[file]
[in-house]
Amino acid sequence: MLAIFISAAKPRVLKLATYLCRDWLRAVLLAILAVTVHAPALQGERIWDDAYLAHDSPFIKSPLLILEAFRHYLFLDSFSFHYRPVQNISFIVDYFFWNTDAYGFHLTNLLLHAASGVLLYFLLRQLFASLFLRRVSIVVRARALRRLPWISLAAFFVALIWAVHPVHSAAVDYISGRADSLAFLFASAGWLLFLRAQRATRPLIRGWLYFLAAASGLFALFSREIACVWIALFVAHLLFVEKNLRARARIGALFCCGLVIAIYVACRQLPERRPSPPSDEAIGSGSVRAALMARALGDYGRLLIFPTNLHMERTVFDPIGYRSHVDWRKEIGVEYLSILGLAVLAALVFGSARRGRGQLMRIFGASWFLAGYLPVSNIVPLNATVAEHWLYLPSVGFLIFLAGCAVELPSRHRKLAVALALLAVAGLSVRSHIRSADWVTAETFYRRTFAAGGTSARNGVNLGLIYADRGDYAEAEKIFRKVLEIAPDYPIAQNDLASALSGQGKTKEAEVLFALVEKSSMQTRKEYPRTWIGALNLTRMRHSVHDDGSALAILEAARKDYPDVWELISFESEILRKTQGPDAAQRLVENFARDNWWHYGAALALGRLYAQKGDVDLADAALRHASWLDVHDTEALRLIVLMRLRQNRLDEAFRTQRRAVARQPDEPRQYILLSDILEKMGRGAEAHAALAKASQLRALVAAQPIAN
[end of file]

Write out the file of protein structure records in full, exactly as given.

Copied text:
[in-house]
Amino acid sequence: MLAIFISAAKPRVLKLATYLCRDWLRAVLLAILAVTVHAPALQGERIWDDAYLAHDSPFIKSPLLILEAFRHYLFLDSFSFHYRPVQNISFIVDYFFWNTDAYGFHLTNLLLHAASGVLLYFLLRQLFASLFLRRVSIVVRARALRRLPWISLAAFFVALIWAVHPVHSAAVDYISGRADSLAFLFASAGWLLFLRAQRATRPLIRGWLYFLAAASGLFALFSREIACVWIALFVAHLLFVEKNLRARARIGALFCCGLVIAIYVACRQLPERRPSPPSDEAIGSGSVRAALMARALGDYGRLLIFPTNLHMERTVFDPIGYRSHVDWRKEIGVEYLSILGLAVLAALVFGSARRGRGQLMRIFGASWFLAGYLPVSNIVPLNATVAEHWLYLPSVGFLIFLAGCAVELPSRHRKLAVALALLAVAGLSVRSHIRSADWVTAETFYRRTFAAGGTSARNGVNLGLIYADRGDYAEAEKIFRKVLEIAPDYPIAQNDLASALSGQGKTKEAEVLFALVEKSSMQTRKEYPRTWIGALNLTRMRHSVHDDGSALAILEAARKDYPDVWELISFESEILRKTQGPDAAQRLVENFARDNWWHYGAALALGRLYAQKGDVDLADAALRHASWLDVHDTEALRLIVLMRLRQNRLDEAFRTQRRAVARQPDEPRQYILLSDILEKMGRGAEAHAALAKASQLRALVAAQPIAN